Pendulum Potential energy equation

by cres222
Tags: energy, equation, pendulum, potential
 P: 4 hello every one i have this pendulum: i need to stabilize the pendulum in the inverted position , i need to know the potential energy for the pendulum , i read several articles in each one i have a different equation : $V=mgl_{p}cos\alpha$ $V=-mgl_{p}cos\alpha$ $V=mgl_{p}(1-cos\alpha)$ $V=mgl_{p}(cos\alpha-1)$ Now i'am really confused which equation is the correct one? Please help me
 Mentor P: 40,261 What are you taking as your reference level? (Where PE = 0.) The pivot? The gravitational PE is given by mgΔy, where Δy is measured from your chosen reference level. Using that you should be able to pick the correct formula.
 P: 4 $P.E=0$ at the vertical position ($\alpha=0$ from the vertical line in the picture above), now which formula should i use : $P.E=mgl_{p}(1-cos\alpha)$ or $P.E=mgl_{p}(cos\alpha-1)$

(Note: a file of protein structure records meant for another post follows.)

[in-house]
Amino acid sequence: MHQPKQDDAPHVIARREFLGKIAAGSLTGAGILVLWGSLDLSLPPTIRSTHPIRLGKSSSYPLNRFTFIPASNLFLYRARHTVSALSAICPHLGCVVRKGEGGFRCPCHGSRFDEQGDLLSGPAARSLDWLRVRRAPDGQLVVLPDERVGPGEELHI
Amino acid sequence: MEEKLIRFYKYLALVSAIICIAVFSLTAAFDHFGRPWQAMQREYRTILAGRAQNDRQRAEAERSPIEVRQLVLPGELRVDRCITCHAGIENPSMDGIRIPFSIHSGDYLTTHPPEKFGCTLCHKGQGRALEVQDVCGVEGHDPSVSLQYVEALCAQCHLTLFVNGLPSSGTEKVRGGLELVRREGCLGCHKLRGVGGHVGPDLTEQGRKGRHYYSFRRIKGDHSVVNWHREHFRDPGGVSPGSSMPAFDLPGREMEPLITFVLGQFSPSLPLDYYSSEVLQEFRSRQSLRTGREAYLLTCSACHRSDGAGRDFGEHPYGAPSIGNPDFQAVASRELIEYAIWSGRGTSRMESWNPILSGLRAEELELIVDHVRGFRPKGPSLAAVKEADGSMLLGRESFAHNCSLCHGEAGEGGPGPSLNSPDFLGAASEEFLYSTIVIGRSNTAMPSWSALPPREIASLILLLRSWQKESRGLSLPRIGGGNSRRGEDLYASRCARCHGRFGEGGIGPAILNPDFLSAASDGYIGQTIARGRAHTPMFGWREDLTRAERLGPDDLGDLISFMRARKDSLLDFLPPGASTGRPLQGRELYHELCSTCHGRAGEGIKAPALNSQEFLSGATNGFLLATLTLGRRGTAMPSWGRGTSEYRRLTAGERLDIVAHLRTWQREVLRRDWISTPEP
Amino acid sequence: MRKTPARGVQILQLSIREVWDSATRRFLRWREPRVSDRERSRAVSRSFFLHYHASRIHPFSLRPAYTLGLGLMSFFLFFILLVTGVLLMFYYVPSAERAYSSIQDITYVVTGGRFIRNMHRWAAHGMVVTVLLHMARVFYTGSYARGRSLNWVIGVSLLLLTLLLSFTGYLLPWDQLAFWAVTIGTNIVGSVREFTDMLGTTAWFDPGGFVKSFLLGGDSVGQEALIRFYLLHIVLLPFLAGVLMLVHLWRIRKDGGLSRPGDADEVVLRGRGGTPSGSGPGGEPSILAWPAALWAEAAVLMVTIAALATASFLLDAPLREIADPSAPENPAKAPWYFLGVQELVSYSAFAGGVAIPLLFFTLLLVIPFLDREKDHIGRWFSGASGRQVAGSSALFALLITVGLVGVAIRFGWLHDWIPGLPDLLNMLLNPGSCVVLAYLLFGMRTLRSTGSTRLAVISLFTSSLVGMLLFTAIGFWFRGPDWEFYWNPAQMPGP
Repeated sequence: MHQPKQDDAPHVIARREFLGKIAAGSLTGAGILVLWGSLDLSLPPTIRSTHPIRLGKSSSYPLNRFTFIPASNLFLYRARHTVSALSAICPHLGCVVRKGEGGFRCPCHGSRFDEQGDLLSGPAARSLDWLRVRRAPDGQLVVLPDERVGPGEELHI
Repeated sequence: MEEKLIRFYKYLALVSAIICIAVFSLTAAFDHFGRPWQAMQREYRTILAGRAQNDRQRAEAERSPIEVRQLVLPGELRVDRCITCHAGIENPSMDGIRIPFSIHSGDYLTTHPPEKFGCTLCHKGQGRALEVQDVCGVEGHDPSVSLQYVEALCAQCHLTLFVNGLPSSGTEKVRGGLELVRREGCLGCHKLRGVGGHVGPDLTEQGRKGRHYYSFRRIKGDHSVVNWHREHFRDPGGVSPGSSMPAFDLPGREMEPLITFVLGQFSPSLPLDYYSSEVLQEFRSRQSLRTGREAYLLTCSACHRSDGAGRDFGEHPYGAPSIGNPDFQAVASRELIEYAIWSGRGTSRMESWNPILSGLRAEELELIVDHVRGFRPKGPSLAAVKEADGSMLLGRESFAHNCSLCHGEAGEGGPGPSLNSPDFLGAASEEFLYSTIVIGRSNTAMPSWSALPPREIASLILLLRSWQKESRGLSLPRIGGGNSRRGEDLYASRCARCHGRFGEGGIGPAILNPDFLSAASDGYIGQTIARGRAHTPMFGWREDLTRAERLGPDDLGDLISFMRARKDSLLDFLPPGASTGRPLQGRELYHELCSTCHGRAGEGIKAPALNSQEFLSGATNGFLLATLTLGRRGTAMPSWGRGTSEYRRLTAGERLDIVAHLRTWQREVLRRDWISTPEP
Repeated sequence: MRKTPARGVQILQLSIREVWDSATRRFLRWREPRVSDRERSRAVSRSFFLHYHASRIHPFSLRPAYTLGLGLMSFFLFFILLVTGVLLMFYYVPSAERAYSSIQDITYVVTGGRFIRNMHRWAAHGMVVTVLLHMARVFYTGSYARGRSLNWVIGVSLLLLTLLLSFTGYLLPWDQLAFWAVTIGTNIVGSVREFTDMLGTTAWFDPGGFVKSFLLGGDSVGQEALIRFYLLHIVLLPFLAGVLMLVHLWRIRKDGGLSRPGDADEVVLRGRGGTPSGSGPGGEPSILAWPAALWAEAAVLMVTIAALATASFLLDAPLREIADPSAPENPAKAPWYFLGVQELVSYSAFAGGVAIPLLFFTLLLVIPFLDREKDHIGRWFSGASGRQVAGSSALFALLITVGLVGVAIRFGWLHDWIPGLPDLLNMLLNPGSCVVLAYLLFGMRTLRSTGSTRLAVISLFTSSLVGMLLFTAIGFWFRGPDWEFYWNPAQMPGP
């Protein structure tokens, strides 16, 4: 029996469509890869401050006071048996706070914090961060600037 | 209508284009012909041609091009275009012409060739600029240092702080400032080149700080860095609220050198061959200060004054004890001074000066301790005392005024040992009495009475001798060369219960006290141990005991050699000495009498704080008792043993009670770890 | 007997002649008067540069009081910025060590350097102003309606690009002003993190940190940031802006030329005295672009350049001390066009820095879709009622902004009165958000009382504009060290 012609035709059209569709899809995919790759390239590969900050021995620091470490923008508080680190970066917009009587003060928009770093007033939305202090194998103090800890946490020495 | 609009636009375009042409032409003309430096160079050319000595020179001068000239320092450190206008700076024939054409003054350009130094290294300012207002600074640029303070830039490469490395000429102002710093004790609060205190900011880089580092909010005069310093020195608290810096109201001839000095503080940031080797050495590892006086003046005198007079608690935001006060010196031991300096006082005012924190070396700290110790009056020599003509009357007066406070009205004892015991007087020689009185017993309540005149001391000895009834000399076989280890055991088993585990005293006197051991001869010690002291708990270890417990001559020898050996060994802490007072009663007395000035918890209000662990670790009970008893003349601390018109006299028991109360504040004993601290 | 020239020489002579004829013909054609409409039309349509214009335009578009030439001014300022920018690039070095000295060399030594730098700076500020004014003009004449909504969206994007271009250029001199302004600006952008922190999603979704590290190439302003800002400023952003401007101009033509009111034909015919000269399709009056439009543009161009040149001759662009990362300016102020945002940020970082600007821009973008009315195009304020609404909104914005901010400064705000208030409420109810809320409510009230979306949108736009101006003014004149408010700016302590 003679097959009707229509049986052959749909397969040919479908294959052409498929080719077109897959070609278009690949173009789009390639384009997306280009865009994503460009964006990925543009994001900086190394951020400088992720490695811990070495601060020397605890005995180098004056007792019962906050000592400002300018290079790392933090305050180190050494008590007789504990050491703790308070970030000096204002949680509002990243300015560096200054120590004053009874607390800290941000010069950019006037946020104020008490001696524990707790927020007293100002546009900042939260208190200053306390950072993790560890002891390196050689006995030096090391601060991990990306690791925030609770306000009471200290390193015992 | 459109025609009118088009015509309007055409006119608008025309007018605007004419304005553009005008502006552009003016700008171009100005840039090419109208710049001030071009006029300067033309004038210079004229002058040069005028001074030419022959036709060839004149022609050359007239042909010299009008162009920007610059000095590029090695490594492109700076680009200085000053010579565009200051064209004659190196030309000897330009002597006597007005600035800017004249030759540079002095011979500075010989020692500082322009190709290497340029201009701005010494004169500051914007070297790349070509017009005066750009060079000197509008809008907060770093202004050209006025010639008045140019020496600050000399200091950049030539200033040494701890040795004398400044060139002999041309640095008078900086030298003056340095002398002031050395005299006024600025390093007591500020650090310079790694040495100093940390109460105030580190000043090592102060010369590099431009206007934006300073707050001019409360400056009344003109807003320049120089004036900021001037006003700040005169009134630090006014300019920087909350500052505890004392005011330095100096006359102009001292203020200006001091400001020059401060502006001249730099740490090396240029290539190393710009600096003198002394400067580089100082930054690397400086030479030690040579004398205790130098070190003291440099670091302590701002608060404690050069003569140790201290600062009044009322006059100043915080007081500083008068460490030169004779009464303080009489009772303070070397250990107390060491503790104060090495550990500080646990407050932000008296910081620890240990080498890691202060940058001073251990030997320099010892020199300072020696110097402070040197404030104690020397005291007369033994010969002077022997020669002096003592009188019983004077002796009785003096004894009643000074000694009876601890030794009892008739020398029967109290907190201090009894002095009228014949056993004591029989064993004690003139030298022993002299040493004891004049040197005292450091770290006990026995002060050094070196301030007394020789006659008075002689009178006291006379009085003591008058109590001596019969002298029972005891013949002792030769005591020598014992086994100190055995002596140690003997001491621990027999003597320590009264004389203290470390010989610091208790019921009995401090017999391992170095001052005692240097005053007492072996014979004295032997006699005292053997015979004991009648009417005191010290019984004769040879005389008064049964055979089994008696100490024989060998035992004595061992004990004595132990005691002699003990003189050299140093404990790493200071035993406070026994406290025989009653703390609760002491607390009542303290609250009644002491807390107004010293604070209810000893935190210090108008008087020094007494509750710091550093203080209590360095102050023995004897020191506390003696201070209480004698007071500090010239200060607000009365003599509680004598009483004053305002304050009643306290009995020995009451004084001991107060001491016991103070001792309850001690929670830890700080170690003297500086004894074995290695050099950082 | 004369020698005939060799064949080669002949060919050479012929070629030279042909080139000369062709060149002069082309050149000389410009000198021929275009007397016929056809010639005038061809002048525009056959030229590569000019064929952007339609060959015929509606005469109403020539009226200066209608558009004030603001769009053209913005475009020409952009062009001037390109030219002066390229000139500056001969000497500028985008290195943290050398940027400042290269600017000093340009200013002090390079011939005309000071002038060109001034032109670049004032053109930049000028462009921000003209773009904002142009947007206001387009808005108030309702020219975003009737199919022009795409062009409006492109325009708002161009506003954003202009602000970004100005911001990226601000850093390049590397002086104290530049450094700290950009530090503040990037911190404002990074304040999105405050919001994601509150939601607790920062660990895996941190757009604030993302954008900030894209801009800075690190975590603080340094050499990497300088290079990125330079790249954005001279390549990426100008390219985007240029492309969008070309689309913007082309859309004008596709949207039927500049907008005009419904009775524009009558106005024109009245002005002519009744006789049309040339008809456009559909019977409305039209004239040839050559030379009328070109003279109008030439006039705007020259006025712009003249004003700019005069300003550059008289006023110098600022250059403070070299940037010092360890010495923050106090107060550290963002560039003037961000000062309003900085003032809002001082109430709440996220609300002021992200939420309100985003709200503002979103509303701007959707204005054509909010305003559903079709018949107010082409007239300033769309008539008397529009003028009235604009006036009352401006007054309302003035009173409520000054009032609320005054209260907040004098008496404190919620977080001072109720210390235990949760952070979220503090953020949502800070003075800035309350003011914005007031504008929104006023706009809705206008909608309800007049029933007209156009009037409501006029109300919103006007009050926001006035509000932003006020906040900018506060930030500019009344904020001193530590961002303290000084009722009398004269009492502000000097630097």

Mentor
P: 40,261

Pendulum Potential energy equation

 Quote by cres222 $P.E=0$ at the vertical position ($\alpha=0$ from the vertical line in the picture above), now which formula should i use : $P.E=mgl_{p}(1-cos\alpha)$ or $P.E=mgl_{p}(cos\alpha-1)$
Using the vertical position as your reference, Δy will be negative for any nonzero angle. The second of those is the one you want.
 P: 4 so: $\Delta y=$(center of mass level-reference level) not the other way around , am i correct?
Mentor
P: 40,261
 Quote by cres222 so: $\Delta y=$(center of mass level-reference level) not the other way around , am i correct?
Δy is measured from the PE = 0 reference point. Another way to write the PE is mgy, where y is the vertical position of the center of mass and y = 0 is the PE = 0 point.

Since you are choosing the reference level to be where the pendulum is vertical (the angle is zero) and thus the mass is at its highest point, all values for y and thus PE for non-zero angles will be negative since they are below that point.
 P: 4 Now i understand , thank you very much for you kindly help,I'm very appreciative

 Related Discussions Introductory Physics Homework 2 Introductory Physics Homework 4 General Physics 13 Introductory Physics Homework 10 Introductory Physics Homework 13